PLATTSMOUTH – Cass County residents will have a chance to meet an animal who can provide the key to happiness for people with physical disabilities.
Lynn Schense will bring her trained service/guide dog Key to the Plattsmouth Public Library for a free presentation Wednesday, Aug. 28. The event will begin at 6:30 p.m. and will include a speech, question-and-answer session and time for audience members to say hello to Key.
Schense lives in Papillion and is a trained volunteer puppy raiser for KSDS Assistant Dogs, Inc. The organization is based in Washington, Kan., and provides animals to people across the country. Service/guide dogs help the visually impaired, people with physical disabilities and professionals in the fields of education, counseling and healthcare.
Schense has traveled around eastern Nebraska providing information about Key and other guide dogs to different groups. She said she is excited about coming to Plattsmouth and sharing her experiences with both children and adults.
“These dogs change the lives of people in ways no one can imagine,” Schense said. “To have a blind or disabled person be able to receive a dog and be helped by them is just the most amazing thing. It’s just awesome. It’s really rewarding to be part of this program.”
Key is a black Labrador retriever and is the sixth dog Schense has raised. She received Key when she was eight months old and spent the next year conducting many training sessions with her. Schense gave Key basic obedience skills and took her out in public to practice socializing with other people.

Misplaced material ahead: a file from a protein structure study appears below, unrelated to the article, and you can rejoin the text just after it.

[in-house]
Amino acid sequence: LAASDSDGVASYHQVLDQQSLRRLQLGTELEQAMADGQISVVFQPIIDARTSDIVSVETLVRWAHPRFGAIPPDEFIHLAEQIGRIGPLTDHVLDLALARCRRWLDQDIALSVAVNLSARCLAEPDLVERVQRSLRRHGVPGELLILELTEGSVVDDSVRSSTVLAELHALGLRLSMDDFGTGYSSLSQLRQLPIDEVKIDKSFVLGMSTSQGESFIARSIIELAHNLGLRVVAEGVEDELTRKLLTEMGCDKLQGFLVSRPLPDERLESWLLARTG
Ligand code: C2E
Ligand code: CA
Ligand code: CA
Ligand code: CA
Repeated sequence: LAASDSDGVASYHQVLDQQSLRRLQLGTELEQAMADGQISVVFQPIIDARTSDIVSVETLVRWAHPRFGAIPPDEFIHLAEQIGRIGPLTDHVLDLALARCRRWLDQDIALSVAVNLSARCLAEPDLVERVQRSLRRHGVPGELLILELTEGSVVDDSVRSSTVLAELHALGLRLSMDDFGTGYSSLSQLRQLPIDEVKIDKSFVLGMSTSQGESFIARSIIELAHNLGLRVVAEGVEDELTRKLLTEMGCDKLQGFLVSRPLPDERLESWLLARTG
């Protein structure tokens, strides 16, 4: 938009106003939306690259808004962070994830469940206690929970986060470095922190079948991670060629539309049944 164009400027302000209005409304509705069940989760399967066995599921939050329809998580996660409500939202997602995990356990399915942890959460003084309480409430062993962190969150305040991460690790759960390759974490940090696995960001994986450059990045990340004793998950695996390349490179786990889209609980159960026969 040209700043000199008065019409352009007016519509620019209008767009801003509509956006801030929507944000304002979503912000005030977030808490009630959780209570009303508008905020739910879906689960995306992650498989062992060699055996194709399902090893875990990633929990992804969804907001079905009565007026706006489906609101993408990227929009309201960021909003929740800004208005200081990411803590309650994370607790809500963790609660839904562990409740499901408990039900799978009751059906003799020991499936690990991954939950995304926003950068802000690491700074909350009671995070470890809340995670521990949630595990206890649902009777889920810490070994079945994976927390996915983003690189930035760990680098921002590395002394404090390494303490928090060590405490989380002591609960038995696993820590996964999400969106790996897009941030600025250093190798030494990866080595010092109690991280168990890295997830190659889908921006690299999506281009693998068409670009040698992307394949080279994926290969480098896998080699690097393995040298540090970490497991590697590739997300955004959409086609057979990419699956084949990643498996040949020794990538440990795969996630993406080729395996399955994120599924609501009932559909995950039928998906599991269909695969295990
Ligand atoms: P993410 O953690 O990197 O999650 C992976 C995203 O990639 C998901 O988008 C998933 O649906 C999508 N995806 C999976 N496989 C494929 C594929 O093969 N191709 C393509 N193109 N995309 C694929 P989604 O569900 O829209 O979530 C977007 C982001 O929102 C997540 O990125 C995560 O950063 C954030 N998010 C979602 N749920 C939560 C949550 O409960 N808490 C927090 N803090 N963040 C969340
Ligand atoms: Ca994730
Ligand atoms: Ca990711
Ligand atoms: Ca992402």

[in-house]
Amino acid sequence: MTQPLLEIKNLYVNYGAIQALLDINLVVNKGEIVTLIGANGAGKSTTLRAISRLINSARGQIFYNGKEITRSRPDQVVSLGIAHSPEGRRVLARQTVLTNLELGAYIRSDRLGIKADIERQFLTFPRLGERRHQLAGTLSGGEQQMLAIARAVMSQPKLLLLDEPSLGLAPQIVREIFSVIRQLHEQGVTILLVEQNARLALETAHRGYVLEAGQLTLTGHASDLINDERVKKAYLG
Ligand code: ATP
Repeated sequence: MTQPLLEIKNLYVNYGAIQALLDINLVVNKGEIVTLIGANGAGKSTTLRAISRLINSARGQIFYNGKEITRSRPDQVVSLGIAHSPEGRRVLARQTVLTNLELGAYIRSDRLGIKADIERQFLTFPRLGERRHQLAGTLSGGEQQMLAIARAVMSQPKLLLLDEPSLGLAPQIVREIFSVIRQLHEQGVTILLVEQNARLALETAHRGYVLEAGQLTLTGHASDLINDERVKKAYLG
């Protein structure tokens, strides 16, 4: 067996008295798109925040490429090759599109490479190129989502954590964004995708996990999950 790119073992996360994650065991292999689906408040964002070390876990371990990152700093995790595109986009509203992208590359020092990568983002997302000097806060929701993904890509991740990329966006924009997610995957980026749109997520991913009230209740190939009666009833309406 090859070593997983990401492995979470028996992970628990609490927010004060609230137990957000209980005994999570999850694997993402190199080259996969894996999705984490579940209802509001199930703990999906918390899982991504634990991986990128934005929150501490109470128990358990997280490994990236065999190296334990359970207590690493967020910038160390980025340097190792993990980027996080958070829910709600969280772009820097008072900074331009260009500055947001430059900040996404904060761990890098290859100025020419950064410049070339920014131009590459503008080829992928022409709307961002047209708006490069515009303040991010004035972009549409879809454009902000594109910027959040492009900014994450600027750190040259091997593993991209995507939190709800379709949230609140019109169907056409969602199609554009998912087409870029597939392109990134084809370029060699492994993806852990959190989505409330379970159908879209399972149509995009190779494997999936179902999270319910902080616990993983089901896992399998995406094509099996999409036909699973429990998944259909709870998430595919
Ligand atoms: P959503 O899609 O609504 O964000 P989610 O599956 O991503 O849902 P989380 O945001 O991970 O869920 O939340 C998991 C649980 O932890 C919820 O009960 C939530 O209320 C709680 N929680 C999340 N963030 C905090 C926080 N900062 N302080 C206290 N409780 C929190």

Schense returned Key to KSDS in October 2017 in preparation for a match with a person. Key was about ready to graduate from the training program in 2018 when she developed a kidney infection. The medical issue disqualified her from being a certified service dog.
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“I got her back in May 2018, and KSDS called me one day and asked if I would like to have Key be their first ambassador dog,” Schense said. “They called it a career change for her, and I said that was fine. I was really excited about it.”
Schense has brought Key to nursing homes, community centers and many schools across the area. She introduces her to people and explains to them what a trained service/guide dog is. The presentation includes photographs and stories about Key’s personality and abilities.
Audience members then have a chance to watch Key in action. Schense gives her multiple commands that she would do if she were in the field with a person in need. Schense said many people are amazed at the different talents Key has.
“She can do all sorts of things,” Schense said. “She can pick up a phone, open and shut doors, open and shut cupboards and take your shoes off. She’s a really smart dog.”
Light refreshments will be served at the library during the evening. The program will also feature posters, handouts and coloring books for children.
Schense said she has been overwhelmed with the positive response to Key’s ambassadorial skills in the area.
“It’s so much fun to go out and educate people about these types of services,” Schense said. “It really is a great thing to see people learn about these dogs.”